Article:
Review: Master Reboot
One thing I love most about marathoning horror movies throughout all of October is seeing the various approaches to horror that different directors take. Personally I’m a fan of things that are far more subtle in their approach of terrifying you, but I also dig movies that are more in your face. So playing Outlast and Master Reboot within weeks of each other if nothing else has been fascinating in that both are so radically different while still aiming to be unsettling. In fact there’s a brief section in Master Reboot in which the sheer atmosphere of the place I was in was so unsettling that panic started to set in. I started running everywhere trying to find an exit as soon as possible because I couldn’t stand to be in that place any longer. While Master Reboot doesn’t always capture that sense of dread it does consistently deliver a very bizarre and memorable trip through distorted memories of your past.
In the future a new technology has formed that allows the memories and souls of those both alive and dead to be stored in a server in an attempt to render death obsolete. The Soul Cloud promises a chance to store all of your precious memories in a place where they’ll never be lost. Master Reboot begins as you enter into the Soul Cloud. You’re given a chance to journey through various major events within your life that throughout the game will begin to shed some light on who you are as well as how the Soul Cloud came into being. Before long you’ll realize that something is dangerously wrong as the Soul Cloud is infected with some sort of virus that manifests itself in the form of a young girl with glowing eyes. Along with revisiting past memories you’ll also need to prevent the virus from destroying the Soul Cloud along the memories and souls of everyone within it.
Master Reboot features no blood, violence, or anything else of that nature. There’s actually a number of areas where everything is bright and colorful. Instead Master Reboot relies on subtle cues to create a feeling that there is something off. Even though there are many instances where you are alone in a memory it never feels that way. Sometimes you might hear a whisper from behind you, foot steps that aren’t your own, and there are times where shadows appear to fade in and out of existence. There are moments where an entity does chase after you and you can ‘die’ if you’re caught but the screen goes black at those moments and there aren’t many of them. Instead your journey through each memory takes you through various locations both normal and incredibly bizarre. There are instances for example where it looks like you’re in a place straight out of Tron and in other times you simply walk along the beach.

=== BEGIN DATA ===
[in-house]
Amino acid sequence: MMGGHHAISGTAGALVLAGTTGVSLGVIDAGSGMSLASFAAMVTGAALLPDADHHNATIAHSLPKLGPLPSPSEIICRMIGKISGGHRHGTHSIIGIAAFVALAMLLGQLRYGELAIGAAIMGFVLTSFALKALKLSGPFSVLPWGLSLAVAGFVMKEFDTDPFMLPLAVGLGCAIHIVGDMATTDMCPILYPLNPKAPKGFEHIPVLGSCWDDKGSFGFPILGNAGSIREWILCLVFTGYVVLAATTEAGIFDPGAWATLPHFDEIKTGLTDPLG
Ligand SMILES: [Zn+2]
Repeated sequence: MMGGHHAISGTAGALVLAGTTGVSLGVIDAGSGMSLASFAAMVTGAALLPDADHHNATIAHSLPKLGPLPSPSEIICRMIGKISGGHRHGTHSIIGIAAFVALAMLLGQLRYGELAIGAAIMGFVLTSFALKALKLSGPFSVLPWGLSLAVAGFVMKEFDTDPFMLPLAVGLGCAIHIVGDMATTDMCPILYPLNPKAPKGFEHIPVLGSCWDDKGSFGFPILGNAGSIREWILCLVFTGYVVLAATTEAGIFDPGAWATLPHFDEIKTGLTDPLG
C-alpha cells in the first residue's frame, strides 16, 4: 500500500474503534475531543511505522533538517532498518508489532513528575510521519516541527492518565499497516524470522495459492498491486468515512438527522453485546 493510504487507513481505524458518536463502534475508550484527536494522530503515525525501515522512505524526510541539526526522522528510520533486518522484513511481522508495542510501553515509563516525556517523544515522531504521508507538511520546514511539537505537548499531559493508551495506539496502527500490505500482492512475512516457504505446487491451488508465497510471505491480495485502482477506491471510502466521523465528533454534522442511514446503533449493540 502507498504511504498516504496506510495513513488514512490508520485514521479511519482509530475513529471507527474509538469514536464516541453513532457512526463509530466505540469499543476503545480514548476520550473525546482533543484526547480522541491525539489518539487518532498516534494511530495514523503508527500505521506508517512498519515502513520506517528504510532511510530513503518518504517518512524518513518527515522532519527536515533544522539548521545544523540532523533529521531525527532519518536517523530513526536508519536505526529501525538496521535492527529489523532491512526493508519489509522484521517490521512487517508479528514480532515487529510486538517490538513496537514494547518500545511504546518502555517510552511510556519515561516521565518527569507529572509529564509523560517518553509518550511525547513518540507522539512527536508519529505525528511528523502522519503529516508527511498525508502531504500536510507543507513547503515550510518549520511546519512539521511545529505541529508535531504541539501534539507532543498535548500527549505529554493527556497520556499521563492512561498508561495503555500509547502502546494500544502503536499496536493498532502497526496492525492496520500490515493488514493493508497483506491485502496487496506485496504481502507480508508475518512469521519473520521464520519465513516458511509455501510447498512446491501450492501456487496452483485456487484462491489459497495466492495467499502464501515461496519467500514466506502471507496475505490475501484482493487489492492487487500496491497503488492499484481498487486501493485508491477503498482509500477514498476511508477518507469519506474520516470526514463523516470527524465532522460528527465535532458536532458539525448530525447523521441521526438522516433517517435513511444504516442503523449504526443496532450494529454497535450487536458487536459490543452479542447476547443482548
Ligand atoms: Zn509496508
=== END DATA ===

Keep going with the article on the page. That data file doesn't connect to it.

Each memory usually takes anywhere from ten to twenty minutes and typically asks you to either complete a set number of tasks or simply to reach an exit. For instance the carnival memory requires you to complete a set number of games within the carnival to open up your way out. Within these memories are blue rubber ducks that provide small bits of back story to your character, your husband, and your friends. These are completely optional to pick up (though they’re not difficult to find) but if you don’t look at them you’ll miss out on a big chunk of the story. Most of the time you’re simply interacting with objects to see what they do and the puzzles are pretty straight forward.
Master Reboot is such a strange experience. As I mentioned there was one moment of the game where panic set in just because of how great the atmosphere in that memory was, but for the most part the game takes you through an incredibly bizarre journey due to the striking look of the game. Clocking in at a little over two hours Master Reboot is a strange ride that, perhaps fittingly, won’t be leaving my head. Instead of aiming for something that tries to be scary Master Reboot instead delivers a bizarre and sometimes unsettling journey through your mind. Unfortunately the story doesn’t end in a satisfying way but the strange journey you take getting there feels worth it enough.
A copy of this game was provided by the publisher for review purposes. For more info on our review policy click here.
What I Like:
- Atmostphere/Sound Design
- Very distinct look
- At just over two hours the length feels right
What I Dislike:
- Not collecting blue ducks might mean you lose out on some key story points
- Ending wasn't as satisfying as I'd hoped